Anglers in a recent fishing derby on Michigan’s Pine River got news far better than pulling in the largest fish.
The Environmental Protection Agency recently reported that the fish they sought are much cleaner of DDT than when the competition began 15 years ago. The concentration of the now banned pesticide in fish near the site of the Velsicol chemical manufacturing plant dropped by as much as 98 percent after a multi-million dollar cleanup of polluted river sediment from 2000 to 2006, the EPA said.
Tempering the good news is that the fish were so contaminated then that even after the dramatic drop the Michigan Department of Community Health still advises not to eat fish downriver of the site. The contest is strictly catch and release.
Adam Musselman with Sheran Sholtz, wife of the late Joe Sholtz who founded the derby more than 15 years ago. Musselman helped organize this year's event and gather prizes donated by Gratiot County merchants. Image: John Evans of the Gratiot County Herald
Adam Musselman with Sheran Sholtz, wife of the late Joe Sholtz who founded the derby more than 15 years ago. Musselman helped organize this year’s event and gather prizes donated by Gratiot County merchants. Image: John Evans of the Gratiot County Herald
Still, that’s progress for the mid-Michigan community of St. Louis. The small town has been battling the legacy of contamination left by the Velsicol factory for decades. In 1982 Velsicol entered a legal agreement with state and federal authorities that, among other cleanup actions, included building a slurry wall around the former plant site and capping it with clay.
From 1998 to 2006 a variety of cleanup actions were taken at a cost of almost $100 million, according to EPA. There have been setbacks. In 2006, studies showed that the slurry wall failed to keep contamination out of the river. In 2012 authorities began the cleanup of residential properties associated with the contamination.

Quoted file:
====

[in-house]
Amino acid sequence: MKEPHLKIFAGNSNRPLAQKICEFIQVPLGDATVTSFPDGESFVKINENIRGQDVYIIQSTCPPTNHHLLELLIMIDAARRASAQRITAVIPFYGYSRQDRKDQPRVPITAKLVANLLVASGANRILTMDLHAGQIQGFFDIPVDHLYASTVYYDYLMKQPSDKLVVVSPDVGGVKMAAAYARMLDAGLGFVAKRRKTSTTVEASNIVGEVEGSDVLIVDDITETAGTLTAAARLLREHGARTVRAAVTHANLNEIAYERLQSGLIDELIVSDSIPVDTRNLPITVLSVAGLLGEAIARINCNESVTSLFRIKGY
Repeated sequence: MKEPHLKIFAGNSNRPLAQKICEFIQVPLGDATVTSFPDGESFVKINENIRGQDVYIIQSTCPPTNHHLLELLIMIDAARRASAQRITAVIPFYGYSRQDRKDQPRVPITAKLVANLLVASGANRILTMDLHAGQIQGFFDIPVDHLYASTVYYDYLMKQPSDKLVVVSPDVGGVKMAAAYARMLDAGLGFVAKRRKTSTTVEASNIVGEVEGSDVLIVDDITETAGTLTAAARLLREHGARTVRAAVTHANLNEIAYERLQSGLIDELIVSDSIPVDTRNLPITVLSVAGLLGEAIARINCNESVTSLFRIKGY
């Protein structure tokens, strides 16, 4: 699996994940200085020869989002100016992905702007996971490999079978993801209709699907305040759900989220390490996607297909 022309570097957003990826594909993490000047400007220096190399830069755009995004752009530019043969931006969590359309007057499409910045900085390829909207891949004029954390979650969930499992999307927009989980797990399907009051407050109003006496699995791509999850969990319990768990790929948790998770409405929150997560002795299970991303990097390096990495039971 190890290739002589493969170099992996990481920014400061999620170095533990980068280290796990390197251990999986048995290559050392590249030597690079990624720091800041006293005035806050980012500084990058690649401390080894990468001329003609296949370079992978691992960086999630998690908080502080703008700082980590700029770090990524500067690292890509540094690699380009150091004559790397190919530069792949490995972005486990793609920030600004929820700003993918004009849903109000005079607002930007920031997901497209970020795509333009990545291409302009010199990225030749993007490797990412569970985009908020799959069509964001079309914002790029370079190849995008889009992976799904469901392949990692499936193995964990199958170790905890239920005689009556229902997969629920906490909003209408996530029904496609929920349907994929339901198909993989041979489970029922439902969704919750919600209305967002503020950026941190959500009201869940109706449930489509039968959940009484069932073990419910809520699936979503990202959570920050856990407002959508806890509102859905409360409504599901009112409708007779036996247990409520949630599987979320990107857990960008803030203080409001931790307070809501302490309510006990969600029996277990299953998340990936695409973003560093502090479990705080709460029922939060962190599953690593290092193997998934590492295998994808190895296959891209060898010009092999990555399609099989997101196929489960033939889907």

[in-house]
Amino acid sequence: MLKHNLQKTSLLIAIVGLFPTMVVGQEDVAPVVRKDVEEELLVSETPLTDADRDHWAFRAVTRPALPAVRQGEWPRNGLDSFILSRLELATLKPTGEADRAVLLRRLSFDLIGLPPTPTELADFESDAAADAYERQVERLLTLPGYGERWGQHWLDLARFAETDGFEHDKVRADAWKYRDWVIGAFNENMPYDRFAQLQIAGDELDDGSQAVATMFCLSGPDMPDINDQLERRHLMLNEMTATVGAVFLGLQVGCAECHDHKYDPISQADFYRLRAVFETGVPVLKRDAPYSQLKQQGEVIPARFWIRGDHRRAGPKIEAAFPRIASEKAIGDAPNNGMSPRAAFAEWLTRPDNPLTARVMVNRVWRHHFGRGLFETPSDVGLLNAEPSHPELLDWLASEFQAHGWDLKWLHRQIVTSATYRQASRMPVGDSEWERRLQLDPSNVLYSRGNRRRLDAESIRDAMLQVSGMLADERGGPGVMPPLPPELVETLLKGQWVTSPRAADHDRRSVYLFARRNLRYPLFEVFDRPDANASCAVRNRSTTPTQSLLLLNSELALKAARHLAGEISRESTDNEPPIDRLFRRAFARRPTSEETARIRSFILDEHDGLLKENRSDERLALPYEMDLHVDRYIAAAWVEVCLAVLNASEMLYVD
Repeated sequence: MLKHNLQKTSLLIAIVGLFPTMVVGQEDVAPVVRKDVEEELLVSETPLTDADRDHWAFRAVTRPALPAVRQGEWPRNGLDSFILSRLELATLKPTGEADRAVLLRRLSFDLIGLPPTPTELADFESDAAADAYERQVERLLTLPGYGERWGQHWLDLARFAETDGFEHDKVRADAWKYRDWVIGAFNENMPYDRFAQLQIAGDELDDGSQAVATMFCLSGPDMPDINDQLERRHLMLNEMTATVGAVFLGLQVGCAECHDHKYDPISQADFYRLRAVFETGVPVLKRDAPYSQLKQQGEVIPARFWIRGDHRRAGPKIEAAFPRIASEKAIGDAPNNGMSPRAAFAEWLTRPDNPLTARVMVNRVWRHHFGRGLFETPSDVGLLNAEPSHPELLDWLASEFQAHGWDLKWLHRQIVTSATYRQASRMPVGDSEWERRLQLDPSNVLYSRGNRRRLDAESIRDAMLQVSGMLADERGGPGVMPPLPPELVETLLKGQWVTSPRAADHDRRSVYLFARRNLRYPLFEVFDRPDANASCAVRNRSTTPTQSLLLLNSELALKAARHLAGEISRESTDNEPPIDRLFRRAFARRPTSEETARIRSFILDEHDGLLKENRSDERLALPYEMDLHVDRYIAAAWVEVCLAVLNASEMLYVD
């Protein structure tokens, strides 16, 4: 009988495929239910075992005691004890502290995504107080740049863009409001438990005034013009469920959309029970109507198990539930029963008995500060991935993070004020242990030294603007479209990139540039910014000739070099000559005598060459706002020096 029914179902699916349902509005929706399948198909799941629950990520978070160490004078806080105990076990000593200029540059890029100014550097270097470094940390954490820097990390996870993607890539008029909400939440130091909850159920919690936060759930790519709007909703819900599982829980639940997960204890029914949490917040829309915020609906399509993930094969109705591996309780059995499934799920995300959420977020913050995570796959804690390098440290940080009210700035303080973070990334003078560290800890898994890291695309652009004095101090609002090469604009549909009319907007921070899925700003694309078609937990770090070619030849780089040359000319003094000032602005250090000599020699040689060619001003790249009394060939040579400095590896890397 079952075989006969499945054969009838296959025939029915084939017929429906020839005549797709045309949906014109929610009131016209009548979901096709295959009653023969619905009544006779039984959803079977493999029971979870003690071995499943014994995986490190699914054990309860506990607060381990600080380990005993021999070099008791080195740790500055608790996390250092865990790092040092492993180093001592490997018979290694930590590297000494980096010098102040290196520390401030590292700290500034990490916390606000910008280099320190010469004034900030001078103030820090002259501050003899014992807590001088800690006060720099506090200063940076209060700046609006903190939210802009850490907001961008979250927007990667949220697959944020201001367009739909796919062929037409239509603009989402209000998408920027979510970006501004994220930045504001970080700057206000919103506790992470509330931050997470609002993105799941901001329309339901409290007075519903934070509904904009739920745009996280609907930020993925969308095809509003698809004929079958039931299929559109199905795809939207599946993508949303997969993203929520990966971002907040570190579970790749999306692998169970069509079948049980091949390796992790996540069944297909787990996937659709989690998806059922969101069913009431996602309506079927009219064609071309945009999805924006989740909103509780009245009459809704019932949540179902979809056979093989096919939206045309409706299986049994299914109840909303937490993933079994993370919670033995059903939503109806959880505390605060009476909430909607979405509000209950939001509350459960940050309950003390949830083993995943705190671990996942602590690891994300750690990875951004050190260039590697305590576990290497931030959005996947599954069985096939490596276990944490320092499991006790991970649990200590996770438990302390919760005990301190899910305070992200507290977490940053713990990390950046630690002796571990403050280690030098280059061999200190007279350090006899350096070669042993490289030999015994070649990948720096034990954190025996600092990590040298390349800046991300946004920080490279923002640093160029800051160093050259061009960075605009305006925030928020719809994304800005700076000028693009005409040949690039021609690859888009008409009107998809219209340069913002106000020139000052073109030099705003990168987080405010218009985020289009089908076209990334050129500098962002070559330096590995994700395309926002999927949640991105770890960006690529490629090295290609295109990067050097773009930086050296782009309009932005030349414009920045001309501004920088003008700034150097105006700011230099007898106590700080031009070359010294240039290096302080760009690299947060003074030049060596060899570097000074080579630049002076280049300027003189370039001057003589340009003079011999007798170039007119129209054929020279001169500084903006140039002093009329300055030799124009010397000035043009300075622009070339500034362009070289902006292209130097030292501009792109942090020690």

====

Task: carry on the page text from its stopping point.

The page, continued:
Recently health researchers from Emory University took blood and tissue samples of former Velsicol workers and local residents as part of a longterm study of the health effects from exposure to a variety of chemicals produced there. This summer the EPA is continuing with the cleanup of chemical hot spots that have been identified throughout the town.
“Our hope is that someday soon the fish will be clean enough to eat,” said Jane Keon, a member of an EPA Community Advisory Group that gives advice on the cleanup. When the group formed in 1998, it set goals of improving the reputation of the river and showing state and federal authorities that it was serious about having a river that is non-toxic to people and wildlife.
That prompted lifelong resident Joe Scholtz to launch an annual fishing derby that coincides with Michigan’s license-free fishing day, Keon said. Local merchants donate bicycles, fishing gear and other prizes for children who participate. The citizens group provides hot dogs.
The event is attended by state and federal officials, candidates for elective office, local celebrities and sportsmen advertising for companies selling fishing boats and other gear, Keon said.
About 230 people participated this year.
Joe Scholtz describes the derby in 2007:
Scholtz, who later became mayor of the town, died in 2011. The event is now named after him.
From 2000 to 2006, workers removed more than 600,000 cubic yards of contaminated mud from a river impoundment between the factory site and a dam downriver from it, the EPA said. State and federal authorities have pumped and treated more than 2.7 million gallons of contaminated water to protect the river and are still cleaning up contaminated groundwater .
EPA is sampling other parts of the river to see if further cleanup is warranted.
The fish analyzed for contaminants were smallmouth bass and carp. The bass are selected because they are popular game fish and top-level predators, the EPA said. The carp are bottom feeders with lots of contact with the muck on the river bottom.